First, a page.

Honestly, we couldn’t put it any better.

Paul W. Critchley is the President of New England Lean Consulting. He is a Board member of the Northeast Region of AME, and he is co-author of The Whole Professional, A Collection of Essays to Help You Achieve a Full and Satisfying Life”. He can be reached at www.newenglandlean.com.

Email: paul@newenglandlean.com

Website: www.newenglandlean.com

New England Lean Consulting

New England Lean Consulting

Twitter handle: @NELeanguy

Comments

Related posts

Driving Measurable ROI with IoT Solutions
24Jan

Driving Measurable ROI with IoT Solutions

Return on Investment (ROI) means different things to different groups.  For consumers it is more a matter of satisfaction and perception. But for businesses, it comes down to how fast an investment ca...

OEE Software and the Case for a Multi-Metric Approach
15Jan

OEE Software and the Case for a Multi-Metric Approach

Modern manufacturing environments produce an enormous amount of data.  And as systems and platforms develop to monitor and manage this volume of information, many companies are left wondering what kin...

The True Business Value of IoT in Manufacturing
03Jan

The True Business Value of IoT in Manufacturing

There’s an old proverb that says the “proof is in the pudding”.  The original meaning was that you had to try a food before you could decide whether it was good.  These days, a lot of companies approa...

5 Ways Data Can Improve The Way We Make Things
19Dec

5 Ways Data Can Improve The Way We Make Things

Modern society has come a long way since the arrival of the Model T in 1908.  From the early days of hand-cranking, no heat, unreliable mechanical performance and loud dirty engines, there is no doubt...

Download our latest E-book for OEM's and Equipment Distributors
18Dec

Download our latest E-book for OEM's and Equipment Distributors

Finding new ways of operating and new revenue streams is essential for any OEM dealing with the manufacturing industry. Machines can last a long time and manufacturers don’t take kindly to the notion ...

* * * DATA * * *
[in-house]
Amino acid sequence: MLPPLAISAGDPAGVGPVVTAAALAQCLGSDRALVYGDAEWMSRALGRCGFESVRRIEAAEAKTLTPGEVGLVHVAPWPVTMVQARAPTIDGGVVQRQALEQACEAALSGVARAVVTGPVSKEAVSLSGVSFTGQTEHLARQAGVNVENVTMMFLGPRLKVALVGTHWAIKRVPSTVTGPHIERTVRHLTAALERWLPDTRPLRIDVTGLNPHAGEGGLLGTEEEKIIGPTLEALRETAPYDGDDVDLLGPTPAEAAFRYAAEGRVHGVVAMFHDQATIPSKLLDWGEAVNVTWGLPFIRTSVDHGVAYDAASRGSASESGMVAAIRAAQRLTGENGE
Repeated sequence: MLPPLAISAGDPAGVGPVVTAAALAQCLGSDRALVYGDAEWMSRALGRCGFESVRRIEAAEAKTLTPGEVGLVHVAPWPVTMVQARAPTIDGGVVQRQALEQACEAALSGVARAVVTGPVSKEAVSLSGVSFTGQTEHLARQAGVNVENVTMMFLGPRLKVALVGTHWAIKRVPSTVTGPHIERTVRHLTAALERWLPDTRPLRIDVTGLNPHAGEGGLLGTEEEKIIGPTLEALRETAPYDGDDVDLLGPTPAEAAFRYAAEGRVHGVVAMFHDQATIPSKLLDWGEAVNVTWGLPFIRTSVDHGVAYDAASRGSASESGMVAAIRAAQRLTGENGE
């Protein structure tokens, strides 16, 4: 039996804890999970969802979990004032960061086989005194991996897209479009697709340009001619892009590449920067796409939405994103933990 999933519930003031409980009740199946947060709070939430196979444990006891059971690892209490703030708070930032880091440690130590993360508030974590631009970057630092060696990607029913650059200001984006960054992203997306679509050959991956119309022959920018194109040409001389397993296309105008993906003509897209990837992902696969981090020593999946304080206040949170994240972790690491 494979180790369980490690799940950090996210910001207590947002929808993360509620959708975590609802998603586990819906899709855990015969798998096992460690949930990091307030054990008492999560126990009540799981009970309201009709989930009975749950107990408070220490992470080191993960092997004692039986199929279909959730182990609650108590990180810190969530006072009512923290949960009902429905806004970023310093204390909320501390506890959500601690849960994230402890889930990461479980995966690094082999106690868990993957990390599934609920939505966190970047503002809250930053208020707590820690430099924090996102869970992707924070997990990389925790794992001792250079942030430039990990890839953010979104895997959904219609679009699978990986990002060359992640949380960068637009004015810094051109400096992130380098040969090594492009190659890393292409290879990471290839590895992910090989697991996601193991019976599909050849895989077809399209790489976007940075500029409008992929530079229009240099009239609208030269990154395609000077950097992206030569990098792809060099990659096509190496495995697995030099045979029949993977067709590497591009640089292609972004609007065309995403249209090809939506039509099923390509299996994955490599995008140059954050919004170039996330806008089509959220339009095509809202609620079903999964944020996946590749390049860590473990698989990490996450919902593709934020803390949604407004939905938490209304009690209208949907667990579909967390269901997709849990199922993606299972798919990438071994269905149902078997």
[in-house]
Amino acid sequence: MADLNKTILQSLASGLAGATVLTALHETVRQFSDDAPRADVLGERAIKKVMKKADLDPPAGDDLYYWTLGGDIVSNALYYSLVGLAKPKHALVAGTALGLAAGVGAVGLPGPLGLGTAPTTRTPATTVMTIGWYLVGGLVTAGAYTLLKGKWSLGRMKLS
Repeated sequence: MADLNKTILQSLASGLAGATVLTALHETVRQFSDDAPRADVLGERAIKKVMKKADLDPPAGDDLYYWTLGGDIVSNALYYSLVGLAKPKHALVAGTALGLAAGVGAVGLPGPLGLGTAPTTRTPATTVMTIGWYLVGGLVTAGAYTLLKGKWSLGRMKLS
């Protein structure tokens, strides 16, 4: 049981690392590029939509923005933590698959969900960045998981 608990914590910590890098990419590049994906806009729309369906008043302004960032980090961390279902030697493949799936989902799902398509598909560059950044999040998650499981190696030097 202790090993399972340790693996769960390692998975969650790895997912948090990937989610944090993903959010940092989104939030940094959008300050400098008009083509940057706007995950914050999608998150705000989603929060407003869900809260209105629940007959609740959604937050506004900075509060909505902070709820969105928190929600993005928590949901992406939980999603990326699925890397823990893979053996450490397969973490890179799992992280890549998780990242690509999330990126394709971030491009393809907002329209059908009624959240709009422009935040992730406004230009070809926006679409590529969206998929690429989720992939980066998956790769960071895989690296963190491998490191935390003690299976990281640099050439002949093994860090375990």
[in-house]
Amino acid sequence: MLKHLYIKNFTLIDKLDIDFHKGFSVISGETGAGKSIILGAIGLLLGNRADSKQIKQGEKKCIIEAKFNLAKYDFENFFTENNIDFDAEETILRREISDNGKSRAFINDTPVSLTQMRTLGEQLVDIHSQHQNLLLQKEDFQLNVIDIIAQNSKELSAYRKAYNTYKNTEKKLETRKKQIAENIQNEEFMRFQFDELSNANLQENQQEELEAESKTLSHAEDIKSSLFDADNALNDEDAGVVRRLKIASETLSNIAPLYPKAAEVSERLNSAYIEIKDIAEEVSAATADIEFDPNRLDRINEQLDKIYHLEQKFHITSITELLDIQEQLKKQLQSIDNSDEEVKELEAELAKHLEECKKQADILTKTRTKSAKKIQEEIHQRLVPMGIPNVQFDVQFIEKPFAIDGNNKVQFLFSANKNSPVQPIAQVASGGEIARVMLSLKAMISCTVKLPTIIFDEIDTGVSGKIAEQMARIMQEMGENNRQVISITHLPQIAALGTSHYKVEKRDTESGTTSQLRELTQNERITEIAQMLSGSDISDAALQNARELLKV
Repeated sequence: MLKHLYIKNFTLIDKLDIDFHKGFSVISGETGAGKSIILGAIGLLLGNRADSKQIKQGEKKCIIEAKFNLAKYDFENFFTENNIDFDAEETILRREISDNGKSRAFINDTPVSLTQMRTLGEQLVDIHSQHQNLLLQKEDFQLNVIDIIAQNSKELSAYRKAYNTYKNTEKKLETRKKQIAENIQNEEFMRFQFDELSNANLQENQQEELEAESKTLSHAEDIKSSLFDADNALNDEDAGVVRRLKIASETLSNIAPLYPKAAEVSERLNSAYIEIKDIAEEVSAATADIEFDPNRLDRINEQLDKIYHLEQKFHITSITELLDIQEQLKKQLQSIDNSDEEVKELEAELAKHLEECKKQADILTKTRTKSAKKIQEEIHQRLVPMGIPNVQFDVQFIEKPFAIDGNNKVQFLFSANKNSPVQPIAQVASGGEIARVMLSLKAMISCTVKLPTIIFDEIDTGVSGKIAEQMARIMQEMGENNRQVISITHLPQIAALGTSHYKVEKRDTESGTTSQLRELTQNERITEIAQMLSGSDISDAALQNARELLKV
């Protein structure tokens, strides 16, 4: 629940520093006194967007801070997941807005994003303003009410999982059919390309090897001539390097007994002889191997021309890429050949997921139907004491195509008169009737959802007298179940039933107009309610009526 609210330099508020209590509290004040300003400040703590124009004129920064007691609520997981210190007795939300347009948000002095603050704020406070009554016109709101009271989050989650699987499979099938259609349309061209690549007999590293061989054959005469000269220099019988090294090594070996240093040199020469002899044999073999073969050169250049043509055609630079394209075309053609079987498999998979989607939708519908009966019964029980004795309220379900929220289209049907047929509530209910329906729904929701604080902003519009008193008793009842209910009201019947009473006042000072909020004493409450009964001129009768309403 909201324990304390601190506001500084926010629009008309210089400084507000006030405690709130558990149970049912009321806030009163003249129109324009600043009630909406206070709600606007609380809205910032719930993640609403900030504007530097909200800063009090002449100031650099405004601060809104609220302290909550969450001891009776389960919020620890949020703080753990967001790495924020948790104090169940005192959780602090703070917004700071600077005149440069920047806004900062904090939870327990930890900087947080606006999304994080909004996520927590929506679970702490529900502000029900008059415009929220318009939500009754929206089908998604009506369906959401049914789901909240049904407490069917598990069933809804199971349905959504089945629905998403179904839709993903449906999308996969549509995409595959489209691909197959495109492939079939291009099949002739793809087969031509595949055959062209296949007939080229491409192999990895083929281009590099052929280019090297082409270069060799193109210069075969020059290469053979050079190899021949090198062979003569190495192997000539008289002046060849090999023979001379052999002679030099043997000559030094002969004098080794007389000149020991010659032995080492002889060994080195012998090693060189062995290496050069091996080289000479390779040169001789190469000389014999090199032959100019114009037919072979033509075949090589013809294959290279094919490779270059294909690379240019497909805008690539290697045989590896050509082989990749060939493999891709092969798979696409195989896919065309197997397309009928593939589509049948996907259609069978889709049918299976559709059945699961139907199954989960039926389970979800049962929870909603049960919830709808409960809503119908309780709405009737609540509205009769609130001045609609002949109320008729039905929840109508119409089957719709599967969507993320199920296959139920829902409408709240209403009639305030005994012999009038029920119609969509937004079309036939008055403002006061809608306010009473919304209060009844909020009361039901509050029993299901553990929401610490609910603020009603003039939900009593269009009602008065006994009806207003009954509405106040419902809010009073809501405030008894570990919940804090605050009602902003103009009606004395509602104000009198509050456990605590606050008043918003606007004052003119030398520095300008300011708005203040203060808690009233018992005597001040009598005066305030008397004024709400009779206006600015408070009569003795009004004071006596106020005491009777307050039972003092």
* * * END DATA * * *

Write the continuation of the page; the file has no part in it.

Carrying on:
MachineMetrics Announces $11.3 Million Series-A Funding Round!
11Dec

MachineMetrics Announces $11.3 Million Series-A Funding Round!

At MachineMetrics, our mission has always been to provide manufacturers with the data they need to increase productivity, win more business, and remain globally competitive. Of course, achieving a suc...

How Manufacturing Data is Affecting Machine OEMs
06Dec

How Manufacturing Data is Affecting Machine OEMs

Much has been written about the impact of the Internet of Things (IoT) and machine connectivity across the globe.  It is estimated that by 2020, there will be more than 34 billion connected machines w...

How does predictive maintenance work?
28Nov

How does predictive maintenance work?

For anyone associated with manufacturing there is a familiar image that comes to mind when they hear the word “maintenance”.  The image is of a lone mechanic pulling a toolbox on wheels across the pro...

What is MTConnect?
20Nov

What is MTConnect?

We get a lot of questions about MTConnect: what it is, how it works, and why it's important. That's why today's blog focuses on the emergence of MTConnect and its impact on the emergence of data-drive...

How IoT Applications are Reshaping Manufacturing
15Nov

How IoT Applications are Reshaping Manufacturing

How IoT Applications are Reshaping Manufacturing

banner1-1

Subscribe Email

banner2-2